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A history of the English-speaking peoples by…

A history of the English-speaking peoples (original 1956; edition 1956)

by Winston Churchill

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1,12157,344 (4.28)33
Title:A history of the English-speaking peoples
Authors:Winston Churchill
Info:New York, Dodd, Mead, 1956-58.
Collections:Non-Fiction, Your library
Tags:non-fiction, history, churchill

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A History of the English-Speaking Peoples by Winston S. Churchill (1956)


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I did not love reading Churchill’s History of the English-Speaking Peoples, although I don’t know whose fault that is: Churchill’s or the abridger’s. I do know I’m glad I didn’t attempt the 2000 page version; 470 pages of Churchill’s assessment of military strategies and medieval politics from 1939’s perspective was enough.

Don’t get me wrong: I’m glad I read it. However, I wouldn’t call Churchill’s tome a scholarly history. Even after finishing, I’m still not all that comfortable with English history.

In places it simply felt like stories and traditions from the history, told in an interesting way and with plenty of opinion. There were few footnotes. Churchill’s writing is detailed, informative, and overarching (Churchill made connections between kings, patterns, and eras). But I felt academic heft was missing. Despite that, I still got rather bogged down in the explanation of military strategies: I don’t care to know the details of each battle, but rather the outcomes and the effects of the battles (and this book had an extensive section on the American Civil War). I did really enjoy the first half of the book, which was about the settlement of England and the kings of England.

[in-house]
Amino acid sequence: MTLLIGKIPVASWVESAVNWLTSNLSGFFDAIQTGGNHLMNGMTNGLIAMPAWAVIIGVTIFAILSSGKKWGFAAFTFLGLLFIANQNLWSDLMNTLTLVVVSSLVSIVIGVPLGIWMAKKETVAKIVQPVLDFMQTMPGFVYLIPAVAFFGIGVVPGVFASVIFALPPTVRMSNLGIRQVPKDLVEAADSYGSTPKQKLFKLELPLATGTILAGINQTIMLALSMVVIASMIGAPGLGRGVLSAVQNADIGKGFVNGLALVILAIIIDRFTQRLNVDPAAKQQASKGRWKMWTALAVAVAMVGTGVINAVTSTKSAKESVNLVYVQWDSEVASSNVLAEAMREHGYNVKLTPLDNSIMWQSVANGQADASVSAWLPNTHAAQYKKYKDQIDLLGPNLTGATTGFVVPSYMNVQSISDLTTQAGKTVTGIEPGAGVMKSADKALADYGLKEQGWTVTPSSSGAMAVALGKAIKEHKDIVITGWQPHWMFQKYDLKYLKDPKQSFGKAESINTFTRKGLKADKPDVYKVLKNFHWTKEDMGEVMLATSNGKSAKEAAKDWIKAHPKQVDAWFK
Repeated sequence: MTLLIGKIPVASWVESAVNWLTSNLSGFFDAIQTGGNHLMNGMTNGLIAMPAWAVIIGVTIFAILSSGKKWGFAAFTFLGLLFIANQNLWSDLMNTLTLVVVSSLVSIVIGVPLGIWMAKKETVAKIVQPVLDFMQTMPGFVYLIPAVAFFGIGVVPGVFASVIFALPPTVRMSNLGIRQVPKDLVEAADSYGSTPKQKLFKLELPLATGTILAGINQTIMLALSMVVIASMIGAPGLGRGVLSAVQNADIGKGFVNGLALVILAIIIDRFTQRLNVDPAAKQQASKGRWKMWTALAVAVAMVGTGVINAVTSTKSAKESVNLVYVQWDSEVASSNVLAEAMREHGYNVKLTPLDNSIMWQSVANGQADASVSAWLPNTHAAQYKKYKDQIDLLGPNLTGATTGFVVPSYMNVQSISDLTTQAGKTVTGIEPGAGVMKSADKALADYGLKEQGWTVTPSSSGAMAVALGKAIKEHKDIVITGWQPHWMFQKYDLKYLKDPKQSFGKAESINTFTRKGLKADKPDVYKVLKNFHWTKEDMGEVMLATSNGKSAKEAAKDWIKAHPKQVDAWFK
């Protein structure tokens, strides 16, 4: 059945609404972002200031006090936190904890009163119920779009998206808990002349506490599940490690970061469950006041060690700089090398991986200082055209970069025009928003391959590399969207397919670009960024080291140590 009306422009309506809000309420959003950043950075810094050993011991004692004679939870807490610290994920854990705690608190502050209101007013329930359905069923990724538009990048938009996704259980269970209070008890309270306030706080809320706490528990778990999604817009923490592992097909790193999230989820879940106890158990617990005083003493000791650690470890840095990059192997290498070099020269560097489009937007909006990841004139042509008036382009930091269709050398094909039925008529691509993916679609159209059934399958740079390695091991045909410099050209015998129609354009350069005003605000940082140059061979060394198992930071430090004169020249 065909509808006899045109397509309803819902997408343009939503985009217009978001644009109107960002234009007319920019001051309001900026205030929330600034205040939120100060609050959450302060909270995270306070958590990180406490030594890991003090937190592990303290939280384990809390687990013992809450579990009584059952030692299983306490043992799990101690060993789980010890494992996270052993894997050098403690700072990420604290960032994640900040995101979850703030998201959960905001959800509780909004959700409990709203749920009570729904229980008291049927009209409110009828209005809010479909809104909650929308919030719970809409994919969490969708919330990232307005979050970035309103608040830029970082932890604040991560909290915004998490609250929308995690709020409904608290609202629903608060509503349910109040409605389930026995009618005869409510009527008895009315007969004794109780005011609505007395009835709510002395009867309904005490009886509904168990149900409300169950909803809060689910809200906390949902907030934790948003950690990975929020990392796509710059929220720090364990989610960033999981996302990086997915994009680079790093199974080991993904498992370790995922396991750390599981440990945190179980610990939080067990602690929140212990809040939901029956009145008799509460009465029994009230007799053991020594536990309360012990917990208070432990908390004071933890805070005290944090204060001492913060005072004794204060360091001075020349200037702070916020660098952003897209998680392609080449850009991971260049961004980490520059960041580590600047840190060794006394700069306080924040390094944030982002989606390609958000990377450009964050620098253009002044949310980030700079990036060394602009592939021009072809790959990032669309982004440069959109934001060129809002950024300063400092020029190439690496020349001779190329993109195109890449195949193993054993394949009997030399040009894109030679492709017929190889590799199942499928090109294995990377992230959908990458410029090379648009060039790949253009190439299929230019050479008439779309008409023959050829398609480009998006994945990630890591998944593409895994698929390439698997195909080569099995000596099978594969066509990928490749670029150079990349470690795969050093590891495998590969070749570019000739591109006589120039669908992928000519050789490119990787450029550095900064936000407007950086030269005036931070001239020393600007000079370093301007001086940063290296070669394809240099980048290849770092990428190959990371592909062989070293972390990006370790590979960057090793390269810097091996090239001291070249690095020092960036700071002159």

In the end, Churchill certainly has an interesting political perspective. But this wasn’t the best for a first look at English history.

More thoughts on my blog
1 vote rebeccareid | Aug 28, 2010 |
If you want to see Strunk&White's rules in action this series is irreplaceable.

But really, the value of this work is the insight into the pride in & love of England and its democratic traditions Churchill carried. It is implied in certain parts of the book that he was writing, or at least thinking about writing, it during WWII.

The only drawback, which is an ethical failing rather than a literary one in my sight, is that the Empire is left out almost entirely except for occasional reference to Ireland. ( )
  ewalrath | Jul 17, 2009 |
In the time period, one of the finest books on the history of Europe and its colonies; Churchill has a tremendous vocabulary that he puts in play in this book. Wonderful secondary source for world history teachers. ( )
1 vote mfassold | Oct 16, 2007 |
This is for Volume 2, The New World. A good way to read history, though I confess that the first volume which covered Druids, Romans, Vikings, Saxons and Normans was more interesting to me. This one bogged down in Parlimentary decrees and various monarchs and the intrigues against them. Still, I think it helps to sort out some of the history one is always referenced to. ( )
1 vote MrsLee | Nov 14, 2006 |
A major figure in 20th century history, but very 19th century in his prose style as he shows why he won a Nobel for literature, in part for this sweeping history. ( )
1 vote wilpotts | May 17, 2006 |
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Between 1485 and 1688 England became a protestant country under henry VIII ; his daughter Elizabeth battled for succession at home and supremacy abroad, and the discovery of the 'new world' enabled a vast continent across the Atlantic to be explored.

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